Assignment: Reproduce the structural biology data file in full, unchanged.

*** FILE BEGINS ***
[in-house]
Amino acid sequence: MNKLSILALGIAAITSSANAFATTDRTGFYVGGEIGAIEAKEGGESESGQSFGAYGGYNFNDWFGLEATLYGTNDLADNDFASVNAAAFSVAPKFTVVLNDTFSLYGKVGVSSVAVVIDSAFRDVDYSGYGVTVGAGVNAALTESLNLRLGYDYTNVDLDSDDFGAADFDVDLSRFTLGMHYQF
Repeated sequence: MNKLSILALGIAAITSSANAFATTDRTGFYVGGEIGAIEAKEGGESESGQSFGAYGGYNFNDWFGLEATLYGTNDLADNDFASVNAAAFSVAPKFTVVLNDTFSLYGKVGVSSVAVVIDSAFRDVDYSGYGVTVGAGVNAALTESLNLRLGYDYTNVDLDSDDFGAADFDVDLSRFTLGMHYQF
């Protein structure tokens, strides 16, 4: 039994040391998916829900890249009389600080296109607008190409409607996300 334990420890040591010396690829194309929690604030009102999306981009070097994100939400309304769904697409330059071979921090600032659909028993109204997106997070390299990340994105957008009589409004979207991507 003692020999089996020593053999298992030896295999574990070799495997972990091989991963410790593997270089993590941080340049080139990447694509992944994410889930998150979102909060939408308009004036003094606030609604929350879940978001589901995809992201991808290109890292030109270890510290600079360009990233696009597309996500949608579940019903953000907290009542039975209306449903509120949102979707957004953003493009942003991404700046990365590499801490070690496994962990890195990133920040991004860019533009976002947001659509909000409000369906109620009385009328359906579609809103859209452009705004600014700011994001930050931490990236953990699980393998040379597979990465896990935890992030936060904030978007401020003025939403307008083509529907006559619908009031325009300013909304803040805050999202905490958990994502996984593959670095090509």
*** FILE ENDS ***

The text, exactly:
[in-house]
Amino acid sequence: MNKLSILALGIAAITSSANAFATTDRTGFYVGGEIGAIEAKEGGESESGQSFGAYGGYNFNDWFGLEATLYGTNDLADNDFASVNAAAFSVAPKFTVVLNDTFSLYGKVGVSSVAVVIDSAFRDVDYSGYGVTVGAGVNAALTESLNLRLGYDYTNVDLDSDDFGAADFDVDLSRFTLGMHYQF
Repeated sequence: MNKLSILALGIAAITSSANAFATTDRTGFYVGGEIGAIEAKEGGESESGQSFGAYGGYNFNDWFGLEATLYGTNDLADNDFASVNAAAFSVAPKFTVVLNDTFSLYGKVGVSSVAVVIDSAFRDVDYSGYGVTVGAGVNAALTESLNLRLGYDYTNVDLDSDDFGAADFDVDLSRFTLGMHYQF
């Protein structure tokens, strides 16, 4: 039994040391998916829900890249009389600080296109607008190409409607996300 334990420890040591010396690829194309929690604030009102999306981009070097994100939400309304769904697409330059071979921090600032659909028993109204997106997070390299990340994105957008009589409004979207991507 003692020999089996020593053999298992030896295999574990070799495997972990091989991963410790593997270089993590941080340049080139990447694509992944994410889930998150979102909060939408308009004036003094606030609604929350879940978001589901995809992201991808290109890292030109270890510290600079360009990233696009597309996500949608579940019903953000907290009542039975209306449903509120949102979707957004953003493009942003991404700046990365590499801490070690496994962990890195990133920040991004860019533009976002947001659509909000409000369906109620009385009328359906579609809103859209452009705004600014700011994001930050931490990236953990699980393998040379597979990465896990935890992030936060904030978007401020003025939403307008083509529907006559619908009031325009300013909304803040805050999202905490958990994502996984593959670095090509």